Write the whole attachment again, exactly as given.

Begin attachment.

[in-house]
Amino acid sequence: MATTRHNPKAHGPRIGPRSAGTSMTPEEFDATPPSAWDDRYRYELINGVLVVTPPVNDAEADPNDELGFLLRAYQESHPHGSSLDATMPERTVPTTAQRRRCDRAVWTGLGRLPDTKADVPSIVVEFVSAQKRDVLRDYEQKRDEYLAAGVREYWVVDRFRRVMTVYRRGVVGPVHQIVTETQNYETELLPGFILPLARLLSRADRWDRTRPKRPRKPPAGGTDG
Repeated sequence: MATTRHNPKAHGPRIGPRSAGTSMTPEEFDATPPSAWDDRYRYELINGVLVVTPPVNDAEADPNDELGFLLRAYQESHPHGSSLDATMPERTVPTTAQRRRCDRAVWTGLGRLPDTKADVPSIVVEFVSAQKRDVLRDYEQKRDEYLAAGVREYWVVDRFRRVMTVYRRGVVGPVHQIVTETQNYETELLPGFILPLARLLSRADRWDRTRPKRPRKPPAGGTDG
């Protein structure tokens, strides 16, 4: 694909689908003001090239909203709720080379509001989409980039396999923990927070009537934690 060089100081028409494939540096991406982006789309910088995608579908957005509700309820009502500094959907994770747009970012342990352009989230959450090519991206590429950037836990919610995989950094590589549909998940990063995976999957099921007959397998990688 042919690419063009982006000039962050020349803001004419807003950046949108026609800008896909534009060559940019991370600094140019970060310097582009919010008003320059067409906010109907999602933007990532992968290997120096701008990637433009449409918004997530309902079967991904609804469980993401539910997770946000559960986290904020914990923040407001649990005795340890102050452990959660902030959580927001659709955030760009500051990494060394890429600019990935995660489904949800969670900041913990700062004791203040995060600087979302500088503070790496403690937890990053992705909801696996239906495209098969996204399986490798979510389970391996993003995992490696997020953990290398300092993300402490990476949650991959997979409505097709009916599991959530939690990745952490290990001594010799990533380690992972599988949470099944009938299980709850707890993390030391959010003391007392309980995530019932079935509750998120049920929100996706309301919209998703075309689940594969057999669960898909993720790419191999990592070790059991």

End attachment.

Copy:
[in-house]
Amino acid sequence: MATTRHNPKAHGPRIGPRSAGTSMTPEEFDATPPSAWDDRYRYELINGVLVVTPPVNDAEADPNDELGFLLRAYQESHPHGSSLDATMPERTVPTTAQRRRCDRAVWTGLGRLPDTKADVPSIVVEFVSAQKRDVLRDYEQKRDEYLAAGVREYWVVDRFRRVMTVYRRGVVGPVHQIVTETQNYETELLPGFILPLARLLSRADRWDRTRPKRPRKPPAGGTDG
Repeated sequence: MATTRHNPKAHGPRIGPRSAGTSMTPEEFDATPPSAWDDRYRYELINGVLVVTPPVNDAEADPNDELGFLLRAYQESHPHGSSLDATMPERTVPTTAQRRRCDRAVWTGLGRLPDTKADVPSIVVEFVSAQKRDVLRDYEQKRDEYLAAGVREYWVVDRFRRVMTVYRRGVVGPVHQIVTETQNYETELLPGFILPLARLLSRADRWDRTRPKRPRKPPAGGTDG
């Protein structure tokens, strides 16, 4: 694909689908003001090239909203709720080379509001989409980039396999923990927070009537934690 060089100081028409494939540096991406982006789309910088995608579908957005509700309820009502500094959907994770747009970012342990352009989230959450090519991206590429950037836990919610995989950094590589549909998940990063995976999957099921007959397998990688 042919690419063009982006000039962050020349803001004419807003950046949108026609800008896909534009060559940019991370600094140019970060310097582009919010008003320059067409906010109907999602933007990532992968290997120096701008990637433009449409918004997530309902079967991904609804469980993401539910997770946000559960986290904020914990923040407001649990005795340890102050452990959660902030959580927001659709955030760009500051990494060394890429600019990935995660489904949800969670900041913990700062004791203040995060600087979302500088503070790496403690937890990053992705909801696996239906495209098969996204399986490798979510389970391996993003995992490696997020953990290398300092993300402490990476949650991959997979409505097709009916599991959530939690990745952490290990001594010799990533380690992972599988949470099944009938299980709850707890993390030391959010003391007392309980995530019932079935509750998120049920929100996706309301919209998703075309689940594969057999669960898909993720790419191999990592070790059991």